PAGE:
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This video is a rare version of Fyodor Dostoevsky’s The Grand Inquisitor produced by the Open University in 1975. The Grand Inquisitor selection is taken from Fyodor Dostoevsky’s The Brothers Karamazov, Book V:  Pro and Contra, Chapter 5.

The chapter opens with Ivan explaining to his brother Alyosha his fantasy poem of The Grand Inquisitor, which is really an unwritten prose story:

“You see, my action takes place in the sixteenth century, and at that time, as you probably learnt at school, it was customary in poetry to bring down heavenly powers on earth. …He comes on the scene in my poem, but He says nothing, only appears and passes on. Fifteen centuries have passed since He promised to come in His glory, fifteen centuries since His prophet wrote, ‘Behold, I come quickly’ … My story is laid in Spain, in Seville, in the most terrible time of the Inquisition, when fires were lighted every day to the glory of God, and ‘in the splendid auto da fe the wicked heretics were burnt.’ …

He came down to the ‘hot pavements’ of the southern town in which on the day before almost a hundred heretics had, ad majorem gloriam Dei, been burnt by the cardinal, the Grand Inquisitor, in a magnificent auto da fe, in the presence of the king, the court, the knights, the cardinals, the most charming ladies of the court, and the whole population of Seville. …

He stops at the steps of the Seville cathedral at the moment when the weeping mourners are bringing in a little open white coffin. In it lies a child of seven, the only daughter of a prominent citizen. … [T]he mother of the dead child throws herself at His feet with a wail. ‘If it is Thou, raise my child!’ she cries, holding out her hands to Him. The procession halts, the coffin is laid on the steps at His feet. He looks with compassion, and His lips once more softly pronounce, ‘Maiden, arise!’ and the maiden arises. …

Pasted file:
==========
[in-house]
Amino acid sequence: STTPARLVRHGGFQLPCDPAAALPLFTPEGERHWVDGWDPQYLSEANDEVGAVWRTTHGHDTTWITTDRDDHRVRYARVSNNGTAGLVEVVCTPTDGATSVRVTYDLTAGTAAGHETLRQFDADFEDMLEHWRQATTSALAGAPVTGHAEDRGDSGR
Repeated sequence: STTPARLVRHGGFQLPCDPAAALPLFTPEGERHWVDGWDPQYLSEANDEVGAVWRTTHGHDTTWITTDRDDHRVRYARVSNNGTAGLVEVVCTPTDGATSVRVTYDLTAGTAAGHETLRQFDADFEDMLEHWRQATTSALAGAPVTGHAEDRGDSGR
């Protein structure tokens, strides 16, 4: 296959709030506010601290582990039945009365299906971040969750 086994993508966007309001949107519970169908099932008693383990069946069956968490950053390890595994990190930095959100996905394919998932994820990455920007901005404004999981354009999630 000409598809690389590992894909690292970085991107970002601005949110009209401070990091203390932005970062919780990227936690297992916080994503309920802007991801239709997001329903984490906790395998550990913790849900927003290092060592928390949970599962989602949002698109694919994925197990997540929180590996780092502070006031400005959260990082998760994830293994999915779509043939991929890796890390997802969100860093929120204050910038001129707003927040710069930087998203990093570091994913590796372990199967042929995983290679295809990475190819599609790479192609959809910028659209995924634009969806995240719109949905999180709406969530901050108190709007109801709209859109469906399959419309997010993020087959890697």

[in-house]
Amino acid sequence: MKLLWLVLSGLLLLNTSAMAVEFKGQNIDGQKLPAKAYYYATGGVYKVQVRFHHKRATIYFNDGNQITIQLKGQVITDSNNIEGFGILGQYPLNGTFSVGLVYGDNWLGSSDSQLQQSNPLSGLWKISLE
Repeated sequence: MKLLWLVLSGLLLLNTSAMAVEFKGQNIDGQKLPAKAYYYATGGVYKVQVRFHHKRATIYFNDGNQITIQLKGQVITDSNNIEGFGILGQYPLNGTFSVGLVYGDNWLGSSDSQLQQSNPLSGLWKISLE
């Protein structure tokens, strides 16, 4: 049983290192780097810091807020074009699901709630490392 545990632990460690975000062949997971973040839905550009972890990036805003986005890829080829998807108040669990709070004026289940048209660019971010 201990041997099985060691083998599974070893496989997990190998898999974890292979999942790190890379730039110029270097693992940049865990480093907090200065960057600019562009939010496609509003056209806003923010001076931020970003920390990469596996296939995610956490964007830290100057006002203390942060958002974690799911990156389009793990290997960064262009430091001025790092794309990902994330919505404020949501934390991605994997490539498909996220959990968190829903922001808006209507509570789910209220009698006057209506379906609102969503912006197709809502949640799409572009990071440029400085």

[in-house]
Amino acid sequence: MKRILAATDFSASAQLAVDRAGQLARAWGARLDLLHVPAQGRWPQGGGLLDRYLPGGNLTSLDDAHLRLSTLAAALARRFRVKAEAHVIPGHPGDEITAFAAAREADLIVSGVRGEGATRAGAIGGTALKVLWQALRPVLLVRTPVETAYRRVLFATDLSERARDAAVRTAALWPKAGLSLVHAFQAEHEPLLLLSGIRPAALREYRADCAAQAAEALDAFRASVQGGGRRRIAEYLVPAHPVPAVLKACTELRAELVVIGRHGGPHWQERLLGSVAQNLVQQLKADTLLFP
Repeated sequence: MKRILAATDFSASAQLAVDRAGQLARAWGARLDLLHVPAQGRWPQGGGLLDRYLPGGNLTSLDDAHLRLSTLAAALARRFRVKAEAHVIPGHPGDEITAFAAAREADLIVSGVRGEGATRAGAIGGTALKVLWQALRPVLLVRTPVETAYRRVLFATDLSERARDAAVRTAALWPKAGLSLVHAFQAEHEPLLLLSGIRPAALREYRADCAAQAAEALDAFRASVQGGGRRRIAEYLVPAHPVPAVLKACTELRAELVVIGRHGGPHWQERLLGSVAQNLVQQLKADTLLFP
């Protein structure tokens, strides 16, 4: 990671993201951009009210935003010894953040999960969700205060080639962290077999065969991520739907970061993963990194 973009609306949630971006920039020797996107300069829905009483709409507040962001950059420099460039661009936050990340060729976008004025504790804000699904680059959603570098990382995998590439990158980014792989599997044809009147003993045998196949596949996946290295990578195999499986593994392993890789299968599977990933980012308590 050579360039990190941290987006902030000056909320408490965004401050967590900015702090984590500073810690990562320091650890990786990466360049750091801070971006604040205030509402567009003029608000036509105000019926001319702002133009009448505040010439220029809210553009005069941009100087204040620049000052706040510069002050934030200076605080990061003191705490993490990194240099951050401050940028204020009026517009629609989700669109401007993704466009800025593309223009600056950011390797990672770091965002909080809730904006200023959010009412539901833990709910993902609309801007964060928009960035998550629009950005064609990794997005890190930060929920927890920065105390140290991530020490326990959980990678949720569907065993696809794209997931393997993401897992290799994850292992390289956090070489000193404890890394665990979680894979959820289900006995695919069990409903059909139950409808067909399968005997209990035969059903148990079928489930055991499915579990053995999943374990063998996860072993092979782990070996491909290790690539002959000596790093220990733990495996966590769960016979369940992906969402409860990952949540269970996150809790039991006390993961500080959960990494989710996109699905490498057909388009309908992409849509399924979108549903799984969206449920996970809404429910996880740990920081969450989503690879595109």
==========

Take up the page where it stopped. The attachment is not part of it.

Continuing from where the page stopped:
[A]t that moment the cardinal himself, the Grand Inquisitor, passes by the cathedral. He is an old man, almost ninety, tall and erect, with a withered face and sunken eyes, in which there is still a gleam of light. He is not dressed in his gorgeous cardinal’s robes, as he was the day before, when he was burning the enemies of the Roman Church-at this moment he is wearing his coarse, old, monk’s cassock. …

He stops at the sight of the crowd and watches it from a distance. He sees everything; he sees them set the coffin down at His feet, sees the child rise up, and his face darkens. He knits his thick grey brows and his eyes gleam with a sinister fire. He holds out his finger and bids the guards take Him. And such is his power, so completely are the people cowed into submission and trembling obedience to him, that the crowd immediately makes way for the guards, and in the midst of deathlike silence they lay hands on Him and lead him away.

The crowd instantly bows down to the earth, like one man, before the old Inquisitor. He blesses the people in silence and passes on’ The guards lead their prisoner to the close, gloomy vaulted prison–in the ancient palace of the Holy, inquisition and shut him in it.”

On one level, the story attacks the Roman Catholic Church and the Grand Inquisitor’s hierarchy. On another level, the story is a prophecy of the totalitarian state that intends to establish “universal happiness” through a form of positive Christianity to bring about a unanimous and harmonious world order.

In Ivan’s story, the Inquisitor makes his case that as long as man is free he will choose to satisfy his individual needs and not the collective needs of society, which means that a stable, perfect social order with necessities for all mankind is impossible. Only when men renounce their freedom and submit to the hierarchy’s plan for the universal happiness of man will they be free.

“Hadst Thou taken the world and Caesar’s purple, Thou wouldst have founded the universal state and have given universal peace. For who can rule men if not he who holds their conscience and their bread in his hands? We have taken the sword of Caesar, and in taking it, of course, have rejected Thee and followed him.” – the Grand Inquisitor

 

I.M. Kane

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